Suffolk firm behind ‘promising’ new TB test for cattle hopes to free farms of devastating disease
- Credit: PBD Biotech
The Suffolk firm behind a new product for detecting TB in cattle is celebrating a major milestone after getting the official thumbs-up for its limited use.
Actiphage, a new highly sensitive and specific blood test, has been accepted for exceptional private use in England under an Animal and Plant Health Agency (APHA) protocol.
The test was launched in November by PBD Biotech, based at Thurston, near Bury St Edmunds. Chief executive Dr Berwyn Clarke said it was a significant step forward.
“In situations where a farm has had an ongoing chronic bovine TB problem, APHA’s protocol offers a promising new approach to controlling the infection,” he said.
“Actiphage is now included within a series of measures that farmers can use in conjunction with their vet and with specific APHA approval as a means to improving their disease management strategy. For many farms that have been struggling for years it provides the first step to becoming TB free. This move by the APHA is a really positive step towards tackling this devastating disease.”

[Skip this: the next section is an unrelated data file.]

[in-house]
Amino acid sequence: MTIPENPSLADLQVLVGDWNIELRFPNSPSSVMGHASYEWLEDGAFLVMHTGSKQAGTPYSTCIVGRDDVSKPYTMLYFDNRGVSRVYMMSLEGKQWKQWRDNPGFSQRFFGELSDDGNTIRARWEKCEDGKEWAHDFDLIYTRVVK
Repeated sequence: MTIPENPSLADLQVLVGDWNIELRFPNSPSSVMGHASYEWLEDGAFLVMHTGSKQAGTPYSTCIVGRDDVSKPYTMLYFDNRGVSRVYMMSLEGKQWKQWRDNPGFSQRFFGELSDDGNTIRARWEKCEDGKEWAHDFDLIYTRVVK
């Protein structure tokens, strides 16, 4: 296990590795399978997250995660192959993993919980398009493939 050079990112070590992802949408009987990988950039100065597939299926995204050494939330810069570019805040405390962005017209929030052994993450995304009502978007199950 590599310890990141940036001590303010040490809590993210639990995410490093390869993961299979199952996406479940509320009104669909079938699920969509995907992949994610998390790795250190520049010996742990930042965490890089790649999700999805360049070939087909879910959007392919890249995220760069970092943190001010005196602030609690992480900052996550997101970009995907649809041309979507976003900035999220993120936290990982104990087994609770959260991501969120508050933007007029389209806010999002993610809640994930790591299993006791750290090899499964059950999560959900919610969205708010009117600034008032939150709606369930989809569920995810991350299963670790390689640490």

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Devon-based vet Dick Sibley incorporated Actiphage into a disease management strategy last autumn to help clear a dairy herd that had been stricken with TB since 2012.
Mr Sibley said: “The approach of directly measuring the presence of live bacteria in the blood in just six hours is a totally different but complementary measurement to other technologies and has enabled enhanced testing, early detection and containment of the infected animals.
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“We don’t have all of the answers yet, but it’s about predicting, preventing and managing what we can – and Actiphage has contributed greatly to the outcome we’ve been after for so long.”
The Exceptional private use of non-validated tests for TB on cattle in England protocol enables any private vet to request APHA permission for exceptional use of Actiphage and the other non-validated tests, subject to certain criteria. But the test will require further testing before it is officially approved for standard veterinary use in the UK. Under the APHA protocol it is now permitted for private use where herds have experienced persistent breakdowns and it is hoped this will contribute to the evidence base needed for official validation.
The test will be profiled in the Innovation Hub at the Royal Norfolk Agricultural Show on June 27 and 28.